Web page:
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1 B) using polarised light microscopy and verifying the presence of calcium oxalate crystals in association with the fibres.
To ensure that the identification was done correctly a blind test was performed by testing the ancient fibre sample together with modern fibres of known origin, so that it was not known during the testing if the ancient fibre or a modern fibre was being examined.
The new results also challenge the previous assumption that textile production in the Bronze Age in Northern Europe was solely based on a local and non-specialized production.
An assumption which has been promoted, among others, by the fact that Bronze Age wool clothing in Scandinavia has a homogenous, visual appearance and style embedded in an established agriculture and breeding tradition of every community and farmstead with local craft tradition.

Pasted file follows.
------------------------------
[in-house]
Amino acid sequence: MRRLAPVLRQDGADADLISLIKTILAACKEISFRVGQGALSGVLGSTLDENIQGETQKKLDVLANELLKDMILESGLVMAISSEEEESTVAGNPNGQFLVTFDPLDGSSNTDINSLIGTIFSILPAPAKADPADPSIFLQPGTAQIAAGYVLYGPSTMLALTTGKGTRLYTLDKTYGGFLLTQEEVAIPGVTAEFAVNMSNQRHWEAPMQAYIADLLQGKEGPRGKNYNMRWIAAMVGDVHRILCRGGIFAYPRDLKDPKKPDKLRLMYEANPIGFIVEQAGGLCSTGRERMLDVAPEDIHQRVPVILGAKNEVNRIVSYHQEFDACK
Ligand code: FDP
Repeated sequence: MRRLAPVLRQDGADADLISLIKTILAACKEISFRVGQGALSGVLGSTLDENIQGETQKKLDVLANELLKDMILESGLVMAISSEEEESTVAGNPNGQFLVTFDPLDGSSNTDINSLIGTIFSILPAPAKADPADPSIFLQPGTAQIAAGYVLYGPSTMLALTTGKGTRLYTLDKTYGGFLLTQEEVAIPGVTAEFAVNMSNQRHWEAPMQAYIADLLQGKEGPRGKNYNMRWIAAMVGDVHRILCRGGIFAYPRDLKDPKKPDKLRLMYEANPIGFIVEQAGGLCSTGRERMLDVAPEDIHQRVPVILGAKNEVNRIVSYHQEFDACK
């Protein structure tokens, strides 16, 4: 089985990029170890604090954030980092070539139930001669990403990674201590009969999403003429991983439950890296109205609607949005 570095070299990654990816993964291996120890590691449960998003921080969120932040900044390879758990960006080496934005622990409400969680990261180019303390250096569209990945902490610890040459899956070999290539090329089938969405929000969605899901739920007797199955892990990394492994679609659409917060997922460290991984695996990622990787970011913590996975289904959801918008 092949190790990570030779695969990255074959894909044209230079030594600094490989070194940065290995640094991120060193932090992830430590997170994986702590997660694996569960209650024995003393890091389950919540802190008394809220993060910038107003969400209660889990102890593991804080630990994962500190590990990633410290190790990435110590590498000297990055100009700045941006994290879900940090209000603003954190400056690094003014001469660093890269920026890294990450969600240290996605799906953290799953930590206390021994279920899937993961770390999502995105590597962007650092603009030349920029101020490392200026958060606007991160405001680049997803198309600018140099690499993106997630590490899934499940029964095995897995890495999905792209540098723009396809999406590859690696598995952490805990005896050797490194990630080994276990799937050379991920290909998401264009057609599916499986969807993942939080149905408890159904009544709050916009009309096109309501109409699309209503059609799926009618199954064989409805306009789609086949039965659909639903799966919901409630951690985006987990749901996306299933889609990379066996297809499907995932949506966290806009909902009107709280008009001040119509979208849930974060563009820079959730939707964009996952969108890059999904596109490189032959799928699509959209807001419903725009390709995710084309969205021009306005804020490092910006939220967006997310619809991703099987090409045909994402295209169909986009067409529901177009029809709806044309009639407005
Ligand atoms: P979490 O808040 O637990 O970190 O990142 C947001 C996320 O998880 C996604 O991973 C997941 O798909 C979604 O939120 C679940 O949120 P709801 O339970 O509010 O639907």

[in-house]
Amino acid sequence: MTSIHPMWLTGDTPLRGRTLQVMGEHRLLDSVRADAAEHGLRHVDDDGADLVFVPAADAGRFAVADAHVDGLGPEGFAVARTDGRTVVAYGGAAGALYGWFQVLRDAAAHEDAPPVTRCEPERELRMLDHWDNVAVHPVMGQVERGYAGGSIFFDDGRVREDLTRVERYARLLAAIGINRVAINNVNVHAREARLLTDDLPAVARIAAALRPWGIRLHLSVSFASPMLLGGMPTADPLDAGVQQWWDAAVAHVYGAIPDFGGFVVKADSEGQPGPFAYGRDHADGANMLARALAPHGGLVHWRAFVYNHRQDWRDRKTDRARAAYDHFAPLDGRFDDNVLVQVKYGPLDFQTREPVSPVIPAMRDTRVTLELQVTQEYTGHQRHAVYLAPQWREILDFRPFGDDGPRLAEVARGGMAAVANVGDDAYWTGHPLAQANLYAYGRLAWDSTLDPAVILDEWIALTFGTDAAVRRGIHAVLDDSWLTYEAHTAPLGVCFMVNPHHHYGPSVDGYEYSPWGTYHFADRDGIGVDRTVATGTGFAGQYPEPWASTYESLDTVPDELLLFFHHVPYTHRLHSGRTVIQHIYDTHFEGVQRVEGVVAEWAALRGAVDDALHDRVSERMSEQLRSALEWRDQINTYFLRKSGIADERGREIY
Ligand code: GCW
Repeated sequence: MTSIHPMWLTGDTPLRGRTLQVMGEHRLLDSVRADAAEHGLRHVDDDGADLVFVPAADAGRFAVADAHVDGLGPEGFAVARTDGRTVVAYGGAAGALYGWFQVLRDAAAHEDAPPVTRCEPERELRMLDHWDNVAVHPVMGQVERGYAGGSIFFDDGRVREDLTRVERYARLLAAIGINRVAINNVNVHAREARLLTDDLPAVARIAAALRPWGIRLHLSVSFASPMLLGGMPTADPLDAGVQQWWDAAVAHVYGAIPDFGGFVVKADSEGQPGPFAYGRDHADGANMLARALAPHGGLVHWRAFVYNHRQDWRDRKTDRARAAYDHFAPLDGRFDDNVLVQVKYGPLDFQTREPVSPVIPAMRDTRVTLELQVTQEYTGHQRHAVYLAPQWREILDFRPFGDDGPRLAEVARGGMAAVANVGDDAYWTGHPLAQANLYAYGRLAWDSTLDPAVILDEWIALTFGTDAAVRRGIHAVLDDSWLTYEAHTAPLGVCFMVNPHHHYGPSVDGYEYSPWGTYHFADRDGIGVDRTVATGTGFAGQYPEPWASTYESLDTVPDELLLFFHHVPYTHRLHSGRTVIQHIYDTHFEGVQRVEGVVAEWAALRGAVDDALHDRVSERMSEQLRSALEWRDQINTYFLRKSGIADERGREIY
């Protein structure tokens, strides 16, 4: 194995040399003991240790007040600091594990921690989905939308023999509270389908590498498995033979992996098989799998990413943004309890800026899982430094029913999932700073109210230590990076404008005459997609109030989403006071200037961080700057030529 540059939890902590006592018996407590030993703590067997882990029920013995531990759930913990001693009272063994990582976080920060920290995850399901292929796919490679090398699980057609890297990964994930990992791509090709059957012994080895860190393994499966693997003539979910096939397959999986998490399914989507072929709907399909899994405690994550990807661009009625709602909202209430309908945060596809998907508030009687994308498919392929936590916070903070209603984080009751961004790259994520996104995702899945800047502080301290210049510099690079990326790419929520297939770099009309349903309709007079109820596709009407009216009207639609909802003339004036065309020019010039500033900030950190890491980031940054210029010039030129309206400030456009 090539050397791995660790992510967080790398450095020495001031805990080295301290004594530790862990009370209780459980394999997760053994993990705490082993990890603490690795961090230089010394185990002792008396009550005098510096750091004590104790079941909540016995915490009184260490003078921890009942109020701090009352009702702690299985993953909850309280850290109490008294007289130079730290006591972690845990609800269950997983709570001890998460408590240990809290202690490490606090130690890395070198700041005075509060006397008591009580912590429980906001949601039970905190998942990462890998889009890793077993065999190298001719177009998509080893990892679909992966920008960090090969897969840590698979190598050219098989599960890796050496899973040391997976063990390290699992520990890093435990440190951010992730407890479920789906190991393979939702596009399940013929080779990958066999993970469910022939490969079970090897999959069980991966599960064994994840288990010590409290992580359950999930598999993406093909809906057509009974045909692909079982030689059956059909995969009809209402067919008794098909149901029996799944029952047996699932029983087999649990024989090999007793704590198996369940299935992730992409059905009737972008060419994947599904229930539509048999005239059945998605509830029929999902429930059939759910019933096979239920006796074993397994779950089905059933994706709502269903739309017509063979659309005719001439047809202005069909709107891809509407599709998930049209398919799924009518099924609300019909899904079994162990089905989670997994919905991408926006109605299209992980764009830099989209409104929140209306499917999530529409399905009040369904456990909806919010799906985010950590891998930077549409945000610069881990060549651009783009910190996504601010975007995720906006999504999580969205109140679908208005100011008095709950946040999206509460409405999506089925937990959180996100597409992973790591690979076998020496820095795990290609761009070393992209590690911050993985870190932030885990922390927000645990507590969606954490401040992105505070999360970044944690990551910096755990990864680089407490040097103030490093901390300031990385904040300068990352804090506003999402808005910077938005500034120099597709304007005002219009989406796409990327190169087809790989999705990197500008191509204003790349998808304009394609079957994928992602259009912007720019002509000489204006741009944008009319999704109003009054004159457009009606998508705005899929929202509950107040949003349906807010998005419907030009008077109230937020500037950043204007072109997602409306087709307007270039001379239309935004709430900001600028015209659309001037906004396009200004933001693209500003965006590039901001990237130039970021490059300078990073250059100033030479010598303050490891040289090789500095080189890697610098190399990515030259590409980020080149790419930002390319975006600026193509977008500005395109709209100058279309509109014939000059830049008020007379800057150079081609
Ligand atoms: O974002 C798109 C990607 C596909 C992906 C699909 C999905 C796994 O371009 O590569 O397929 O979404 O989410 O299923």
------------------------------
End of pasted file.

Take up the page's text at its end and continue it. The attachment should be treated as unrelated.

It is generally assumed that the production of plant fibre textiles in ancient Europe, especially woven textiles for clothing, was closely linked to the development of agriculture through the use of cultivated textile plants (flax, hemp).
Here we present a new investigation of the 2800 year old Lusehøj Bronze Age Textile from Voldtofte, Denmark, which challenges this assumption.
The sample has been plasma ashed to reveal the crystals.
This is further supported by the fact that the nettle fibres most likely stem from the Kärnten-Steiermark region as discussed at the end of the previous section.
This is an area where flax agriculture was known at the time, as evidenced by pollen and macrofossil plant remains.
Thus the Lusehøj find points to a hitherto unrecognized important role of nettle as a textile plant and suggests the need for a reevaluation of the organisation and resource management of textile production in prehistoric (Bronze Age) Europe.
The investigation of textile crop cultivation (flax and hemp) versus the collection of wild species (nettle) has been hampered by the fact that it is very difficult to distinguish between flax, hemp and nettle fibres.